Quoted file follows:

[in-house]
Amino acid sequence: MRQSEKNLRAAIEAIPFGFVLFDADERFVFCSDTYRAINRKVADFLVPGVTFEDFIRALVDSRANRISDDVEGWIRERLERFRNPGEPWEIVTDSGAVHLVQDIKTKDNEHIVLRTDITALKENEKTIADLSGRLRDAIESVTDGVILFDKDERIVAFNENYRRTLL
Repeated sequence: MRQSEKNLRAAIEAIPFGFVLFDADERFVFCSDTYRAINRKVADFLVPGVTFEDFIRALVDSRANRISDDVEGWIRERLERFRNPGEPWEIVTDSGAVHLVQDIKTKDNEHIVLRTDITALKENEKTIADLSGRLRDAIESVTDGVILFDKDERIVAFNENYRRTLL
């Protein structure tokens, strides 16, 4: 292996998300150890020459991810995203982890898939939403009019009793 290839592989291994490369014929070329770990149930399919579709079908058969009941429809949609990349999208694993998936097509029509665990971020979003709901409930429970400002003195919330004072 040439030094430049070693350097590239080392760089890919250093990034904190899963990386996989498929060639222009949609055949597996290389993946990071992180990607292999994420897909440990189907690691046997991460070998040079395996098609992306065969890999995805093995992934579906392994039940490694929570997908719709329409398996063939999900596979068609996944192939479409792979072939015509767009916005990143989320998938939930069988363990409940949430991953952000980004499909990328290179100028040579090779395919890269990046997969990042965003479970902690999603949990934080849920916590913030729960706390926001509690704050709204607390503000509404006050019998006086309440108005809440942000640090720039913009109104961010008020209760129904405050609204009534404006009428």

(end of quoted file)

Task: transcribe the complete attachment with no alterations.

[in-house]
Amino acid sequence: MRQSEKNLRAAIEAIPFGFVLFDADERFVFCSDTYRAINRKVADFLVPGVTFEDFIRALVDSRANRISDDVEGWIRERLERFRNPGEPWEIVTDSGAVHLVQDIKTKDNEHIVLRTDITALKENEKTIADLSGRLRDAIESVTDGVILFDKDERIVAFNENYRRTLL
Repeated sequence: MRQSEKNLRAAIEAIPFGFVLFDADERFVFCSDTYRAINRKVADFLVPGVTFEDFIRALVDSRANRISDDVEGWIRERLERFRNPGEPWEIVTDSGAVHLVQDIKTKDNEHIVLRTDITALKENEKTIADLSGRLRDAIESVTDGVILFDKDERIVAFNENYRRTLL
């Protein structure tokens, strides 16, 4: 292996998300150890020459991810995203982890898939939403009019009793 290839592989291994490369014929070329770990149930399919579709079908058969009941429809949609990349999208694993998936097509029509665990971020979003709901409930429970400002003195919330004072 040439030094430049070693350097590239080392760089890919250093990034904190899963990386996989498929060639222009949609055949597996290389993946990071992180990607292999994420897909440990189907690691046997991460070998040079395996098609992306065969890999995805093995992934579906392994039940490694929570997908719709329409398996063939999900596979068609996944192939479409792979072939015509767009916005990143989320998938939930069988363990409940949430991953952000980004499909990328290179100028040579090779395919890269990046997969990042965003479970902690999603949990934080849920916590913030729960706390926001509690704050709204607390503000509404006050019998006086309440108005809440942000640090720039913009109104961010008020209760129904405050609204009534404006009428």